Intrigue purchased the 4,432 mastercases of Marlboro brand cigarettes between August 2000 and January 2001 from three different companies that had imported them through Miami, Florida. Importation documents indicated that the cigarettes
were manufactured in Switzerland. They had passed through Customs and all duties were paid. From Miami, Intrigue shipped the cigarettes to the Carson Port Services FTZ in California, where they were placed in storage for a planned eventual sale to LPC, Inc., a Missouri-based company doing business under the name DirtCheapCigarettes-.com. This transaction never occurred because the United States Customs Service seized the cigarettes.
Customs Service agents began searching FTZs in the Los Angeles and Long Beach area in early April 2001 as part of an investigation into counterfeit and contraband cigarettes they suspected were being stored there. Customs Inspector Rudolfo Villacana visited the Carson FTZ on April 3 or 4, 2001, but was informed by Zone Operator John Yeskel that there were no cigarettes on-site. A day or two later, additional Customs Service agents visited the Carson FTZ and a different zone employee, in response to the agents' questioning, led them to Intrigue's space. There, they found a fenced-in, locked storage area covered with black tarp that obscured the contents of the pallets. Zone employees did not have a key to the storage space, nor could they locate documents detailing Intrigue's admissions and removals of cigarettes from the FTZ. When the Customs inspectors threatened to cut the lock, an Intrigue employee, Nick Choi, was summoned. He had a key to the space and opened it for the inspectors to enter. During this initial search, the inspectors found mastercases of cigarettes wrapped in opaque black plastic. This combination of circumstances made one senior Customs inspector "very suspicious" of the nature of the cigarettes.
Customs Service officials returned to the FTZ again on April 5 and seized twelve sample cartons of cigarettes for testing. The next day, April 6, four officials at a Customs ware- house performed a series of field tests on the cigarettes. Those tests indicated that the cigarettes were "likely counterfeit," "possibly counterfeit," or at least "appeared to be counterfeit." Based on the field test results and the suspicious circumstances of the cigarettes' storage, the Customs Service decided to seize all the cigarettes in Intrigue's storage area and move them to a secure Customs warehouse.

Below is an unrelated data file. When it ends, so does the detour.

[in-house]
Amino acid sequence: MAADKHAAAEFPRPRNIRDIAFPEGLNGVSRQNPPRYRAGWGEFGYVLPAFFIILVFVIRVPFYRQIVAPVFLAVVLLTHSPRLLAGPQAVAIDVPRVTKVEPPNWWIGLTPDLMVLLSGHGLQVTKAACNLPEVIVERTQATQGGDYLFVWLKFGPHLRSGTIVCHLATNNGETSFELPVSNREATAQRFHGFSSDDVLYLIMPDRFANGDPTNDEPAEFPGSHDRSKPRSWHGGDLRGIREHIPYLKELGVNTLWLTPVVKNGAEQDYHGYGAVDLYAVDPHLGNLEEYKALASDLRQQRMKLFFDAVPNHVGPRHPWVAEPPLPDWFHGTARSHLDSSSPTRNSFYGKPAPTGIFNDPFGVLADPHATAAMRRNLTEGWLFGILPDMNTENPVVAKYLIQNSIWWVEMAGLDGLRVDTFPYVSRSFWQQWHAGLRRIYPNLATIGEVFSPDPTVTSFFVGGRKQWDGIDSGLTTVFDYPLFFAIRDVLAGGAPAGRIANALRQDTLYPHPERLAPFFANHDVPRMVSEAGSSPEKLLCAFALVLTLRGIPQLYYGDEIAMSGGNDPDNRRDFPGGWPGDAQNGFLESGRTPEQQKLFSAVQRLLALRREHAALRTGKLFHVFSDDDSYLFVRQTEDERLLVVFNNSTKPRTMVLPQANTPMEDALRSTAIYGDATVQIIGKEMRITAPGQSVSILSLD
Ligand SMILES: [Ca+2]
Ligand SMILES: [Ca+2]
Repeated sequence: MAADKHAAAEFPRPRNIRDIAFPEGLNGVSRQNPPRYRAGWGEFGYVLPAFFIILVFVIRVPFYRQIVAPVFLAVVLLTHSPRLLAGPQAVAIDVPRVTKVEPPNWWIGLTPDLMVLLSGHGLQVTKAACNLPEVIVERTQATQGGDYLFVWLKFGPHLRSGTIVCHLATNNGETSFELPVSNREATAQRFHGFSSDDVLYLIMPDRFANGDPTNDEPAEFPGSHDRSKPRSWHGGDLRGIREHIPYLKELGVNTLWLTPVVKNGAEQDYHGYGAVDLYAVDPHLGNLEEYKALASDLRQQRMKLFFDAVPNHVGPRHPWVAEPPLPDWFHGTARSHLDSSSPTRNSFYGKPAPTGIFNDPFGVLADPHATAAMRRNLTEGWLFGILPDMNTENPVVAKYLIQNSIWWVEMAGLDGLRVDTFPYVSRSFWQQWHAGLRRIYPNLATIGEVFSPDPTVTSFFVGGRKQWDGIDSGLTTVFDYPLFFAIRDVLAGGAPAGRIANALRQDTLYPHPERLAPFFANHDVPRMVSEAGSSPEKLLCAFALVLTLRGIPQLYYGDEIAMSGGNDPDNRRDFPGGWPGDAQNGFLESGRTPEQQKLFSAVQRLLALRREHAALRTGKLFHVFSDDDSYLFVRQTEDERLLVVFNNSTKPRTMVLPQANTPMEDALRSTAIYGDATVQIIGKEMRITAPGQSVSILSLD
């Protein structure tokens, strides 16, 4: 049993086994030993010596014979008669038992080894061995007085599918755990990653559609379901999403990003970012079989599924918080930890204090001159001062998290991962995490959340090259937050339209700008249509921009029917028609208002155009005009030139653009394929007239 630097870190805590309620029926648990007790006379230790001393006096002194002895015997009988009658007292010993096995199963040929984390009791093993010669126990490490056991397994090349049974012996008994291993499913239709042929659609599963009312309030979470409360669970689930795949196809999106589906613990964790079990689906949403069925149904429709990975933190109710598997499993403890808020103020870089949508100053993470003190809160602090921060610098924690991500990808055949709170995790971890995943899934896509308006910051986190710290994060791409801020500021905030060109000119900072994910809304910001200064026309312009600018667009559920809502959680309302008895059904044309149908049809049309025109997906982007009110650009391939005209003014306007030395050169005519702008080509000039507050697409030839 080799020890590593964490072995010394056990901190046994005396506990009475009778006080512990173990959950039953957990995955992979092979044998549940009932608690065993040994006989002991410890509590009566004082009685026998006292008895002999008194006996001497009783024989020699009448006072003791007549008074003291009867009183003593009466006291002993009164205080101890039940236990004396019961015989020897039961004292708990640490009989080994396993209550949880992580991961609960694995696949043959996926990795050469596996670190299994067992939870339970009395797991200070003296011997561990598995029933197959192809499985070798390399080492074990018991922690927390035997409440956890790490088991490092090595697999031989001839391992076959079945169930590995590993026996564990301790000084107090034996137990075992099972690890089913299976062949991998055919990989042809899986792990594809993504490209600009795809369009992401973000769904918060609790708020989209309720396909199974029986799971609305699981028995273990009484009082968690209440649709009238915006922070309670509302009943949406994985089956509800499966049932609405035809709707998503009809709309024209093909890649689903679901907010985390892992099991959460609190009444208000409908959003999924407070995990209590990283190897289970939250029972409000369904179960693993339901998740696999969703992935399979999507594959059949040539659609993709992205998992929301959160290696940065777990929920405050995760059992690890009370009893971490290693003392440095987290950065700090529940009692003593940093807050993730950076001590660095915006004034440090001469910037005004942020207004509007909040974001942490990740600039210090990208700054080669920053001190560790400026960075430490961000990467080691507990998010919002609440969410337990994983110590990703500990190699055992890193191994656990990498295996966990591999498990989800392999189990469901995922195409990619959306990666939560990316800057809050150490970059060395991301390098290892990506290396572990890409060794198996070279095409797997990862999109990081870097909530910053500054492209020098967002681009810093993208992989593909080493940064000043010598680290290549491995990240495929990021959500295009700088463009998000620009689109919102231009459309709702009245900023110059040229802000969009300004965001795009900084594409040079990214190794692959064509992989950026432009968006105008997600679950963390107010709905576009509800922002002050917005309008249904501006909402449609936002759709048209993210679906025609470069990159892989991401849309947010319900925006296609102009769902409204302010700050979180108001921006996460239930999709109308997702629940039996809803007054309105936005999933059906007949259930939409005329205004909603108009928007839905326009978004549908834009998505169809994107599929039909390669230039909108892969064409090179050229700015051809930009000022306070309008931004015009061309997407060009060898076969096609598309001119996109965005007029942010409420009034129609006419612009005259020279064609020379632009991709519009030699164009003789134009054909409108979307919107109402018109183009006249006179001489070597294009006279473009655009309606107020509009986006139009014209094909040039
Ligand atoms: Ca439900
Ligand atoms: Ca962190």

The following Monday, April 9, 2001, Customs Specialist Trevor Rudalevige performed another test on packs of cigarettes from the sample cartons. The results of this second test (the "Rudalevige test") were inconclusive. Officer Rudalevige recommended forwarding some of the samples to Phillip Morris for further analysis. That same day, Customs officials began a detailed, week-long inventory of the cigarettes. On April 10, in the course of the inventory, agents found two boxes of cigarettes that bore Customs notations indicating that they had previously been denied importation into the United States. Sometime between April 10 and April 17, Customs officials also discovered evidence of country-of-origin violations: some of the inventoried cigarettes were not from Switzerland, as Intrigue had claimed, but rather from the Czech Republic, Germany, Holland, and Malaysia.
Phillip Morris responded to the Customs Service's inquiry on April 19. Its tests established that the cigarettes in fact were not counterfeit, but it confirmed that three of the four cartons it reviewed were incorrectly labeled as manufactured in Switzerland. The Customs Service retained control of the cigarettes, asserting that it now had probable cause to believe that a large number of the cigarettes were imported in violation of country-of-origin rules or imported despite having been previously denied entry. All but 408 mastercases ultimately were sold at a court-ordered
interlocutory sale in October 2002 for $450,000. The estimated domestic market value of the 4,432 mastercases of cigarettes was between $1.7 million and $5.5 million.
In December 2001, the United States filed this civil forfeiture complaint against the cigarettes as goods entered into the country in violation of law. See 19 U.S.C. § 1595a. The United States initially alleged only country-of-origin and unlawful importation violations but amended its complaint in December 2002 to add charges under the Contraband Cigarette Trafficking Act ("CCTA"), 18 U.S.C. § 2341 et seq . The CCTA claim alleged...